Seen from this perspective, the proper enquiry is whether the debtor's offer of payment can objectively be seen to cover the whole debt allegedly owed to the creditor or not, and whether it was accepted by the creditor as such. I may add that in my view, where an offer of payment is made by a debtor in an amount less than the debt he allegedly owes the creditor and it appears that the debtor considers the offer of payment to represent the extent of his liability to the creditor, it almost invariably implies that his offer of payment is in respect of his total liability to the creditor and that he does not intend paying anything more. (Compare Tractor & Excavator Spares (Pty) Ltd v Lucas J Botha Ltd (supra at 743A).)”

[41] It is also well established that when an offer is made “without prejudice” it indicates an offer to compromise and not an unconditional offer.  The learned authors Herbstein and Van Winsen summarise the position as follows:[9]

The difference between an unconditional offer and an offer made without prejudice is that an unconditional offer is regarded as being made with admission of liability in whole or in part, whereas an offer without prejudice is made without admission of liability and on condition that it is accepted in full and final settlement of the claim.  When an offer of partial settlement is unconditional, the defendant may accept the offer and pursue the claim for the balance.  When the offer is made without prejudice, acceptance of the offer puts an end to the matter.”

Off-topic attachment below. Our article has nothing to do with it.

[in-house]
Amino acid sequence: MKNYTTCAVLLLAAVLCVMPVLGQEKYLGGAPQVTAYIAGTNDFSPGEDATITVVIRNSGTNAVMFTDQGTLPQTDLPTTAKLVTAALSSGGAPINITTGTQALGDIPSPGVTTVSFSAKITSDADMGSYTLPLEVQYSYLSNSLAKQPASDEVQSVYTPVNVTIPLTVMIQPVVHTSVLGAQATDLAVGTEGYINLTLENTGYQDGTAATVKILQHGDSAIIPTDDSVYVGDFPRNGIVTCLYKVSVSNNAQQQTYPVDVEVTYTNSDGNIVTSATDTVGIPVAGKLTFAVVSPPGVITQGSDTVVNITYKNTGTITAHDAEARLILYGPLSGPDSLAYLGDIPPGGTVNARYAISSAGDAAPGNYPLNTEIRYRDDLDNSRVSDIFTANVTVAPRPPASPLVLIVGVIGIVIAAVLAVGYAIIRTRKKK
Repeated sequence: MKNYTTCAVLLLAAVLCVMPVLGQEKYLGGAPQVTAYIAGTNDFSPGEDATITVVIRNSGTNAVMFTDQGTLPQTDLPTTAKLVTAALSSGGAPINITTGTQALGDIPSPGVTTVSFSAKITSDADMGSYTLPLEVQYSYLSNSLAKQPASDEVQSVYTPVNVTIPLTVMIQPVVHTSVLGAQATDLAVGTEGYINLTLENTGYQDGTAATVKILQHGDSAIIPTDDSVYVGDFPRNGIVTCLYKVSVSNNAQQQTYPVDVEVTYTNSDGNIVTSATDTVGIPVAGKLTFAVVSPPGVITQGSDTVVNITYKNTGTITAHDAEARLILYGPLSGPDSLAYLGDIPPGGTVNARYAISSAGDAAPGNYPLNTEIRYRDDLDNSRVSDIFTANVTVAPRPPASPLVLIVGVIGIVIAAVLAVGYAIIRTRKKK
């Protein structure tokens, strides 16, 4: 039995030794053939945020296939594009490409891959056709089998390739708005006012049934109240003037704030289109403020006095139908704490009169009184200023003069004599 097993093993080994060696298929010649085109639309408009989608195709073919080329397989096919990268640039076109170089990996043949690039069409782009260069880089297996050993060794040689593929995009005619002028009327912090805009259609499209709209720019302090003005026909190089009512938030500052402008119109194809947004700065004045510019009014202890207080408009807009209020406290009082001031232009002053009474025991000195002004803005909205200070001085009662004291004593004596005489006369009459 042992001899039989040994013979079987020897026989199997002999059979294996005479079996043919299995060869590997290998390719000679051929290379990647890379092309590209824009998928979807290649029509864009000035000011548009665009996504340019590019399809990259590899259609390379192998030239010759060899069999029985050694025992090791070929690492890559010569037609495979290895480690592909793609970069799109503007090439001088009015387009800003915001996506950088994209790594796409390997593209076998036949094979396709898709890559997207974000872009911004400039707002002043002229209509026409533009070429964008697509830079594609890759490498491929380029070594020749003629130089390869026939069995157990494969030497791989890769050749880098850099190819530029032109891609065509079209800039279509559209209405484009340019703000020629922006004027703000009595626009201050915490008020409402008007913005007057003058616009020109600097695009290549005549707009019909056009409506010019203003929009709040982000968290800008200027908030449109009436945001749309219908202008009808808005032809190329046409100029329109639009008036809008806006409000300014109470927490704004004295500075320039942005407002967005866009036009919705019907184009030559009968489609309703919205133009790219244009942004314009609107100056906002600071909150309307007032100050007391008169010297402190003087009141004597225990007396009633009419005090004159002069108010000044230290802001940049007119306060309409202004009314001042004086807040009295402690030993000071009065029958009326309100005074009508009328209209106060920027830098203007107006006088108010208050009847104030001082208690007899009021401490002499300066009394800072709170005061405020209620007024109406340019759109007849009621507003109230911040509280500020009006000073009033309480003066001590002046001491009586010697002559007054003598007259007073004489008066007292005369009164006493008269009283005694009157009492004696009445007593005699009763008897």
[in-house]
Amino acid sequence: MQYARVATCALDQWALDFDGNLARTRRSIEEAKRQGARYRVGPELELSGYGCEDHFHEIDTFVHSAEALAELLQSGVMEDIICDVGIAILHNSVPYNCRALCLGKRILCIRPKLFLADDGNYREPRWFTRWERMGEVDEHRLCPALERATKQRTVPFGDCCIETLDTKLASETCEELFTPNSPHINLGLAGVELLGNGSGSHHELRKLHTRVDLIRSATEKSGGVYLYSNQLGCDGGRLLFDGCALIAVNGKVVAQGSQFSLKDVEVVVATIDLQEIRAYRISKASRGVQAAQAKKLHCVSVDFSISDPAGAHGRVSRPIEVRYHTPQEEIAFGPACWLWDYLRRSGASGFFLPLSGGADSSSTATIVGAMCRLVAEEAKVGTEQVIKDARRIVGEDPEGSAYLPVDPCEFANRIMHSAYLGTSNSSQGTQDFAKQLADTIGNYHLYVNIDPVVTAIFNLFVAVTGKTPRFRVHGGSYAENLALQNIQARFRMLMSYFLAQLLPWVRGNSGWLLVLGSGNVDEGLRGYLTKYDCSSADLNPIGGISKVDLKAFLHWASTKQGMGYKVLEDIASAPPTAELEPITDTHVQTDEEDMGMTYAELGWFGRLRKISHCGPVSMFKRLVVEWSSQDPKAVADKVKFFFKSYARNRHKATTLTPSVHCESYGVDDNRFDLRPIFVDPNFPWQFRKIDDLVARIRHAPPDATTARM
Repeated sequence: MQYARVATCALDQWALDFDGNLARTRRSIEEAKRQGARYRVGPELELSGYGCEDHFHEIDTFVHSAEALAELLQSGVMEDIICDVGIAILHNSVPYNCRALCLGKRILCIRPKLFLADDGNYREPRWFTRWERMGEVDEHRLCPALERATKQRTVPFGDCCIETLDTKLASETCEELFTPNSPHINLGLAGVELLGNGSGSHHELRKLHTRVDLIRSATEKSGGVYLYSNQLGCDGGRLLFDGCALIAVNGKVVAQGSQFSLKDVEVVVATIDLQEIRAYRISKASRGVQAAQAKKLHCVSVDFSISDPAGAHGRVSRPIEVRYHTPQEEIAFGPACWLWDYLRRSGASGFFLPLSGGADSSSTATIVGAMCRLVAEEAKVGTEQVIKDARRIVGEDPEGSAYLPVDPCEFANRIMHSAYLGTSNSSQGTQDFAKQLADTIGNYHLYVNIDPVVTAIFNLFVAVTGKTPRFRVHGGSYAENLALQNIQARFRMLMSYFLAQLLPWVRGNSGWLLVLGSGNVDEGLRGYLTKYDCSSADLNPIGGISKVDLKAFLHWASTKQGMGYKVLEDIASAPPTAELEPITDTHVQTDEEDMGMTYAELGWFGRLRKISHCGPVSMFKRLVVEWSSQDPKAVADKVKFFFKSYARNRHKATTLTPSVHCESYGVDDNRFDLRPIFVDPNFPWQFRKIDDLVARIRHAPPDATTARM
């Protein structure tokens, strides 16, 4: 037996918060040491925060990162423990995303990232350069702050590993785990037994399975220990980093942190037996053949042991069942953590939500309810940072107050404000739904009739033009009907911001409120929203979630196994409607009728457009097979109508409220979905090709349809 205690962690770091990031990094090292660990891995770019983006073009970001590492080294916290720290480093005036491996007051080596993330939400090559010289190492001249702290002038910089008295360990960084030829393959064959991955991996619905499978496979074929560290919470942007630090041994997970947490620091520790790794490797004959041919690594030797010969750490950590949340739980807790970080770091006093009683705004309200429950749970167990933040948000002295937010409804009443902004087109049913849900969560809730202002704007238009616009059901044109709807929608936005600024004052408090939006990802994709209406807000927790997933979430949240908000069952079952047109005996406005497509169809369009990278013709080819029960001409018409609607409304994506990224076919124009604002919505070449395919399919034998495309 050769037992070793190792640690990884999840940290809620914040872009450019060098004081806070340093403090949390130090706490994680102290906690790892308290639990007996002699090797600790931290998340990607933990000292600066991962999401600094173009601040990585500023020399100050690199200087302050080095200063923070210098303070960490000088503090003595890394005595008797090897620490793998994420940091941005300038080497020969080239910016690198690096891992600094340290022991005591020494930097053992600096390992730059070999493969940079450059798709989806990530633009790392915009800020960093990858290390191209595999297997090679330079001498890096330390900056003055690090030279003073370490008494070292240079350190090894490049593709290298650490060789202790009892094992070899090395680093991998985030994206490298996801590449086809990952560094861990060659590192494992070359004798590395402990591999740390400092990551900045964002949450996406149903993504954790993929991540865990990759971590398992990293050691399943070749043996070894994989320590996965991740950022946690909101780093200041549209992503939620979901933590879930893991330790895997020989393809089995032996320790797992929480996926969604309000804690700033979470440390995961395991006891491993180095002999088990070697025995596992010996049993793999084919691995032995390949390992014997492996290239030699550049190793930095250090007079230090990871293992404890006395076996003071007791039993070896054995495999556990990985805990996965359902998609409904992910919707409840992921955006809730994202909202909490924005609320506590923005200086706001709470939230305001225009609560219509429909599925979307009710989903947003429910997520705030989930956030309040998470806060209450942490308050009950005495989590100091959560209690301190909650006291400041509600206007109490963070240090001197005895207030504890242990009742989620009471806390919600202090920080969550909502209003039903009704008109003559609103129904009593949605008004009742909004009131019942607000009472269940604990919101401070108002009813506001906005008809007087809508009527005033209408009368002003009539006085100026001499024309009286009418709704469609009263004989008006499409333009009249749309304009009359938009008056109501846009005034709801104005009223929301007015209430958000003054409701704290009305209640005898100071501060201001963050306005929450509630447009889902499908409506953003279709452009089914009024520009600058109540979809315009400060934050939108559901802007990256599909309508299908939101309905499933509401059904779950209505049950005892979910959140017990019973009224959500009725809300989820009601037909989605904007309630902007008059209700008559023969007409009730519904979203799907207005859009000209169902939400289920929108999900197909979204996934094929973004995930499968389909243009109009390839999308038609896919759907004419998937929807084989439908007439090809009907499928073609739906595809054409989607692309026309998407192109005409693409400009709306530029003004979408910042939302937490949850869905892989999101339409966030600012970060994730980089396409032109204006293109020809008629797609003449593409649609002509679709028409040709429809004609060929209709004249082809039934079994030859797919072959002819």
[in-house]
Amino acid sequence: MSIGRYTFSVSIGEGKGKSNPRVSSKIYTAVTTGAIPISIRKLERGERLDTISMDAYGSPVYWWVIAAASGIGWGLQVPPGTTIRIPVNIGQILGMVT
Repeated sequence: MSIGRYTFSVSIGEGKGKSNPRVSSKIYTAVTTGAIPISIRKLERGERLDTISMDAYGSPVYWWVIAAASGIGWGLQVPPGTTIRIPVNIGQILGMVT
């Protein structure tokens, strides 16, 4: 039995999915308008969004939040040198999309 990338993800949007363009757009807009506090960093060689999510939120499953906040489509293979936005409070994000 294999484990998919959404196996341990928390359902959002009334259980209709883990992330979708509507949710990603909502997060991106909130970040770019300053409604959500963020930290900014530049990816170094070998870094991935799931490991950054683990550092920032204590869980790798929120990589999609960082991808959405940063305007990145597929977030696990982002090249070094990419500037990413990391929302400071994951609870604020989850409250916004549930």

[42] In light of the above authorities, Mr Frank submitted that 

44.1.   the letter indicates that it is an offer with reference to certain calculations; 

44.2.   it refers to the defendant’s “proposed settlement offer”; 

44.3.   it states that “in summary the offer will be ….;  and

44.4.   it seeks a response and does not indicate an unconditional tender to pay “met open beurs and klinkende munt”.

44.5    it specifically states that the offer “is made entirely without prejudice and we reserve all our rights in terms thereto.

[43] Having considered the authorities and the letter, I find myself in agreement with Mr Frank’s submissions that the letter was an offer of compromise and not an unconditional tender.  The terms of the letter set out above make it apparent that there is a partial admission of liability and that interest is due.  But apart from that, it is also apparent that acceptance of that calculation would be in “full and final settlement” as contained in the aforesaid correspondence.  The fact that it is without prejudice together with a formal reservation of rights, is an important factor.  The established principle that where an offer is not clear, it is construed contra proferentem and against the debtor was also correctly argued on behalf of the plaintiff.  Christie states the position as follows:[10]

Debtors and their legal advisors of course have it in their power to make it crystal clear whether the cheque is sent as an integral part of an offer of compromise and is to be returned if the offer is not accepted, or whether it may be cashed without committing the creditor as it is intended merely to reduce the amount in issue (accompanied, as often as not, by the expressed or unexpressed hope that the creditor will then let the matter drop).  The cases mostly result from the failure of debtors to make their intentions clear, and a debtor who fails to do so may find his letter construed contra proferentem.”